Decision puts the brakes on old-growth clear-cut logging, for now.
TONGASS NATIONAL FOREST, ALASKA—Today a federal judge issued a court ruling that halts the initial phase of the largest timber sale approved by the U.S. Forest Service (USFS) in 30 years, at least until the court case is resolved. The USFS has a 15-year plan to log more than 42,500 acres of temperate rainforest on Prince of Wales Island in Alaska’s Tongass National Forest. The plan also includes the construction of 164 miles of new roads through public lands. Most of the trees targeted for logging are old-growth, meaning they have been standing for hundreds of years.
Audubon, along with Earthjustice, Alaska Rainforest Defenders, Southeast Alaska Conservation Council, Defenders of Wildlife, Center for Biological Diversity, Sierra Club, and Natural Resources Defense Council filed a lawsuit challenging the Prince of Wales project back in May. Today’s ruling grants a preliminary injunction that blocks the initial sale that would have auctioned off 1,156 acres of old-growth trees. The USFS would have opened timber industry bids on September 24 if it weren’t for this injunction, putting the old-growth trees on Prince of Wales and the wildlife that rely on them in imminent danger.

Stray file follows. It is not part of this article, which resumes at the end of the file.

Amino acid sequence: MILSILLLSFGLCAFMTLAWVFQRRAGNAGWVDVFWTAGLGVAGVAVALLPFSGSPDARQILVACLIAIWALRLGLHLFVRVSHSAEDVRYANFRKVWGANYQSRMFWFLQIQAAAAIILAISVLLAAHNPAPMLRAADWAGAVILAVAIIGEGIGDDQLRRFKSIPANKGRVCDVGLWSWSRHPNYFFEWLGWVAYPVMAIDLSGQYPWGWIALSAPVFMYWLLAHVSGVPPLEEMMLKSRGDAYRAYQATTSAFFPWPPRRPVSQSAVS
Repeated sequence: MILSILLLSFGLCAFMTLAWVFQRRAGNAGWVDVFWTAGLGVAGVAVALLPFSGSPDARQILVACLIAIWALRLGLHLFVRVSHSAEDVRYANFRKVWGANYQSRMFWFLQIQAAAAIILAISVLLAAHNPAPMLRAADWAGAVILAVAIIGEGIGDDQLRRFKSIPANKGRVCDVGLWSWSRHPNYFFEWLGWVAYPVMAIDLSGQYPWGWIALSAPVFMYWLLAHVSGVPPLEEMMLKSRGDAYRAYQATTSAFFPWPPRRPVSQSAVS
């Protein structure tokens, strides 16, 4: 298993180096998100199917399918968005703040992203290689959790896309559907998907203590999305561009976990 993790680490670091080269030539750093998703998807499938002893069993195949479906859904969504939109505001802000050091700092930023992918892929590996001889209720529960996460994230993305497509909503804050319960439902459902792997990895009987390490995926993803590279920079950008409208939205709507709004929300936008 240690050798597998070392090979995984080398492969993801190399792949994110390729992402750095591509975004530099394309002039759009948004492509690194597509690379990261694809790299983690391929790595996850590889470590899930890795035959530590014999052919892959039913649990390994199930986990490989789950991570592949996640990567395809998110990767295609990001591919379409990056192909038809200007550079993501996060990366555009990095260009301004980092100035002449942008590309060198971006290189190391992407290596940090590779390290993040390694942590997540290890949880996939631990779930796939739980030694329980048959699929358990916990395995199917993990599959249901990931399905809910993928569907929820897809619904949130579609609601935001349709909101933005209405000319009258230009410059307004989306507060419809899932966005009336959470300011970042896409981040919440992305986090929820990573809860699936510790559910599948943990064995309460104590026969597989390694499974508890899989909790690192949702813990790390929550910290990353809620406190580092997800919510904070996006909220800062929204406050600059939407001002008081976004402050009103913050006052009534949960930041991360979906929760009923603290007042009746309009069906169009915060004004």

“The timber sale units are flagged and ready for logging. Without this preliminary injunction, we would not be able to stop the timber harvest, and we know from past activities that many of the ancient cedars and spruce would be logged before the court comes to a resolution,” said Natalie Dawson, executive director for Audubon Alaska. “We thank the courts for recognizing the need to protect the trees until the case is resolved. Otherwise, Viking Lumber and the Forest Service will push for timber sales and trees will be logged before we have our day in court.”
Old-growth forests on Prince of Wales Island support birds, deer, wolves, and salmon. This rich ecosystem contributes to three of the region’s major economic drivers: tourism, fishing, and recreation. Continued clearcutting here poses a risk to climate change and long-term economic stability. Southeast Alaska already supports a healthy tourism industry reliant on wildlife and intact habitats, and Prince of Wales offers plenty of room for sustainable growth.